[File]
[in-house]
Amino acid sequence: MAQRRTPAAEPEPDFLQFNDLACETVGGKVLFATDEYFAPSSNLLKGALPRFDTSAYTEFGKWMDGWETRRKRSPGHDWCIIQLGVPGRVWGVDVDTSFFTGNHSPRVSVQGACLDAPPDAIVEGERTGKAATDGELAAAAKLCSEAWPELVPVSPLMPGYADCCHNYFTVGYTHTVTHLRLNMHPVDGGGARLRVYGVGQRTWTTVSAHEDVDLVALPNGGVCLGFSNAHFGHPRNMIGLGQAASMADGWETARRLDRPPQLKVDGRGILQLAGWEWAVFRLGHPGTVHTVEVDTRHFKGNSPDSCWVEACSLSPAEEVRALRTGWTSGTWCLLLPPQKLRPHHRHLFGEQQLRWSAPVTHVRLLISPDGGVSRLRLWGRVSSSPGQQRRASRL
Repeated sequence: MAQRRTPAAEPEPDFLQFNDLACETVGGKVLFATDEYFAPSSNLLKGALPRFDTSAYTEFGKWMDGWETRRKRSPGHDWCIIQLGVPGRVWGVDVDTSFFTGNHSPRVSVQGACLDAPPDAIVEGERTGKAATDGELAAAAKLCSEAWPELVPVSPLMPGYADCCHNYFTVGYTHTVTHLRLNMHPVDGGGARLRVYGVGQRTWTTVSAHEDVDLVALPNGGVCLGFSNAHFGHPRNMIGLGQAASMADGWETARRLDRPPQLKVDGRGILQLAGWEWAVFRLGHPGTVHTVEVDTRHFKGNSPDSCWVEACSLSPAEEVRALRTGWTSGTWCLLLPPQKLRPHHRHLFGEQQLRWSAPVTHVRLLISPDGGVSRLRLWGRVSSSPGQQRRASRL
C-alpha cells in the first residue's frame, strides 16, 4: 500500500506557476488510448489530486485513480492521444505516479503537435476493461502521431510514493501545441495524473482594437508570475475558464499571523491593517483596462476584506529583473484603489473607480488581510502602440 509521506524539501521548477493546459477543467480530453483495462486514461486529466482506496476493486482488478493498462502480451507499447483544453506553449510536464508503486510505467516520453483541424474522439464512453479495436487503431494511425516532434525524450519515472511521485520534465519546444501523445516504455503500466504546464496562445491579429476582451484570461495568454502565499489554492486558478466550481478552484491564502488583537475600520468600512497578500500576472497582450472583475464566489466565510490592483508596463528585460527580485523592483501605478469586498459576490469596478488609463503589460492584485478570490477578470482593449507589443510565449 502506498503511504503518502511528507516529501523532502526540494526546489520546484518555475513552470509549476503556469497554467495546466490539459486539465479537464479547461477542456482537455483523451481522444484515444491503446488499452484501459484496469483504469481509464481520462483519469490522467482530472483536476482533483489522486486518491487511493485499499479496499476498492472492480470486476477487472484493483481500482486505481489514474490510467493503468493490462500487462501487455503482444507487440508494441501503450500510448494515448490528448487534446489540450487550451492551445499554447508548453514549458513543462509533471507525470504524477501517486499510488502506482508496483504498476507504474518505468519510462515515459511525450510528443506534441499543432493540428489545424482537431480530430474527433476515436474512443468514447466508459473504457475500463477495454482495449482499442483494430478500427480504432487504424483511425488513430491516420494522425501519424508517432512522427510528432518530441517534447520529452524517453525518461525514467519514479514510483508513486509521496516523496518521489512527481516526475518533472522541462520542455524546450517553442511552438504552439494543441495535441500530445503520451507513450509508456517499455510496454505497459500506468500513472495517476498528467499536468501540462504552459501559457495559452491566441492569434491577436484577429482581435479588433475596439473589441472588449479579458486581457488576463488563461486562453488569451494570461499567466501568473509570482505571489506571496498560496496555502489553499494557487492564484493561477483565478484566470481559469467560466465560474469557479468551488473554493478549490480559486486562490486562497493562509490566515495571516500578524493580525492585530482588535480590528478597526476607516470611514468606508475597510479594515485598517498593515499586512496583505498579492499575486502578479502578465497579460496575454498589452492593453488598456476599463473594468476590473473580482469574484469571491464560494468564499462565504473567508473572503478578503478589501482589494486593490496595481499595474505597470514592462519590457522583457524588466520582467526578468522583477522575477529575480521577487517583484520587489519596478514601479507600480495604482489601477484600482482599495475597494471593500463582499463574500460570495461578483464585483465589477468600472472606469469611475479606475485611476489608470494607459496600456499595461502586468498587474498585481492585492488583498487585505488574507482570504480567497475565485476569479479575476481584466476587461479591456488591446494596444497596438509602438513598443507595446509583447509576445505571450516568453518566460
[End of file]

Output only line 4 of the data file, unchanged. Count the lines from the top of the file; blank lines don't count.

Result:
C-alpha cells in the first residue's frame, strides 16, 4: 500500500506557476488510448489530486485513480492521444505516479503537435476493461502521431510514493501545441495524473482594437508570475475558464499571523491593517483596462476584506529583473484603489473607480488581510502602440 509521506524539501521548477493546459477543467480530453483495462486514461486529466482506496476493486482488478493498462502480451507499447483544453506553449510536464508503486510505467516520453483541424474522439464512453479495436487503431494511425516532434525524450519515472511521485520534465519546444501523445516504455503500466504546464496562445491579429476582451484570461495568454502565499489554492486558478466550481478552484491564502488583537475600520468600512497578500500576472497582450472583475464566489466565510490592483508596463528585460527580485523592483501605478469586498459576490469596478488609463503589460492584485478570490477578470482593449507589443510565449 502506498503511504503518502511528507516529501523532502526540494526546489520546484518555475513552470509549476503556469497554467495546466490539459486539465479537464479547461477542456482537455483523451481522444484515444491503446488499452484501459484496469483504469481509464481520462483519469490522467482530472483536476482533483489522486486518491487511493485499499479496499476498492472492480470486476477487472484493483481500482486505481489514474490510467493503468493490462500487462501487455503482444507487440508494441501503450500510448494515448490528448487534446489540450487550451492551445499554447508548453514549458513543462509533471507525470504524477501517486499510488502506482508496483504498476507504474518505468519510462515515459511525450510528443506534441499543432493540428489545424482537431480530430474527433476515436474512443468514447466508459473504457475500463477495454482495449482499442483494430478500427480504432487504424483511425488513430491516420494522425501519424508517432512522427510528432518530441517534447520529452524517453525518461525514467519514479514510483508513486509521496516523496518521489512527481516526475518533472522541462520542455524546450517553442511552438504552439494543441495535441500530445503520451507513450509508456517499455510496454505497459500506468500513472495517476498528467499536468501540462504552459501559457495559452491566441492569434491577436484577429482581435479588433475596439473589441472588449479579458486581457488576463488563461486562453488569451494570461499567466501568473509570482505571489506571496498560496496555502489553499494557487492564484493561477483565478484566470481559469467560466465560474469557479468551488473554493478549490480559486486562490486562497493562509490566515495571516500578524493580525492585530482588535480590528478597526476607516470611514468606508475597510479594515485598517498593515499586512496583505498579492499575486502578479502578465497579460496575454498589452492593453488598456476599463473594468476590473473580482469574484469571491464560494468564499462565504473567508473572503478578503478589501482589494486593490496595481499595474505597470514592462519590457522583457524588466520582467526578468522583477522575477529575480521577487517583484520587489519596478514601479507600480495604482489601477484600482482599495475597494471593500463582499463574500460570495461578483464585483465589477468600472472606469469611475479606475485611476489608470494607459496600456499595461502586468498587474498585481492585492488583498487585505488574507482570504480567497475565485476569479479575476481584466476587461479591456488591446494596444497596438509602438513598443507595446509583447509576445505571450516568453518566460